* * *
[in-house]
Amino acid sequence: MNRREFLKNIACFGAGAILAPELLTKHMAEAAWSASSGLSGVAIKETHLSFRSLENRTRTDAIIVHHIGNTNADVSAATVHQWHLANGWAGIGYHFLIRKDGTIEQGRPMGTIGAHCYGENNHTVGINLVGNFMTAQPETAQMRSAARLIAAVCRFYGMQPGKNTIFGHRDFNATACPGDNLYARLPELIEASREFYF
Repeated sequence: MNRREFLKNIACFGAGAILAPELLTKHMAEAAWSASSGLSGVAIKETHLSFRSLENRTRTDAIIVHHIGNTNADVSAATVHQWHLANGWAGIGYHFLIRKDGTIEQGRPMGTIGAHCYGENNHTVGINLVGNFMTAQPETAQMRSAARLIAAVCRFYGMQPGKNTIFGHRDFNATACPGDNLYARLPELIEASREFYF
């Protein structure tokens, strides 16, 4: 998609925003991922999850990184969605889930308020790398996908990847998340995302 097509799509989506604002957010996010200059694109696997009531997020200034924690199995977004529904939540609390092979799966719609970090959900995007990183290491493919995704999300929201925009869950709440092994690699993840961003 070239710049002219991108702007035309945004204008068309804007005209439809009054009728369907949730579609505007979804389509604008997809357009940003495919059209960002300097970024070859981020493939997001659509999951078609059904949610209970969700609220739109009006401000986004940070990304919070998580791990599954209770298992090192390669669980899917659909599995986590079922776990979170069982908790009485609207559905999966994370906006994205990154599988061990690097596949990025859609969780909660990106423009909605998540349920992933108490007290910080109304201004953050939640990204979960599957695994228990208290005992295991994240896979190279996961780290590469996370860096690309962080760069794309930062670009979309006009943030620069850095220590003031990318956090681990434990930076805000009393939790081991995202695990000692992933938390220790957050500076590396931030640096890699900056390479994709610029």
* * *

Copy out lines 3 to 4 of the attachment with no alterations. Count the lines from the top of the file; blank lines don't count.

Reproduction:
Repeated sequence: MNRREFLKNIACFGAGAILAPELLTKHMAEAAWSASSGLSGVAIKETHLSFRSLENRTRTDAIIVHHIGNTNADVSAATVHQWHLANGWAGIGYHFLIRKDGTIEQGRPMGTIGAHCYGENNHTVGINLVGNFMTAQPETAQMRSAARLIAAVCRFYGMQPGKNTIFGHRDFNATACPGDNLYARLPELIEASREFYF
């Protein structure tokens, strides 16, 4: 998609925003991922999850990184969605889930308020790398996908990847998340995302 097509799509989506604002957010996010200059694109696997009531997020200034924690199995977004529904939540609390092979799966719609970090959900995007990183290491493919995704999300929201925009869950709440092994690699993840961003 070239710049002219991108702007035309945004204008068309804007005209439809009054009728369907949730579609505007979804389509604008997809357009940003495919059209960002300097970024070859981020493939997001659509999951078609059904949610209970969700609220739109009006401000986004940070990304919070998580791990599954209770298992090192390669669980899917659909599995986590079922776990979170069982908790009485609207559905999966994370906006994205990154599988061990690097596949990025859609969780909660990106423009909605998540349920992933108490007290910080109304201004953050939640990204979960599957695994228990208290005992295991994240896979190279996961780290590469996370860096690309962080760069794309930062670009979309006009943030620069850095220590003031990318956090681990434990930076805000009393939790081991995202695990000692992933938390220790957050500076590396931030640096890699900056390479994709610029």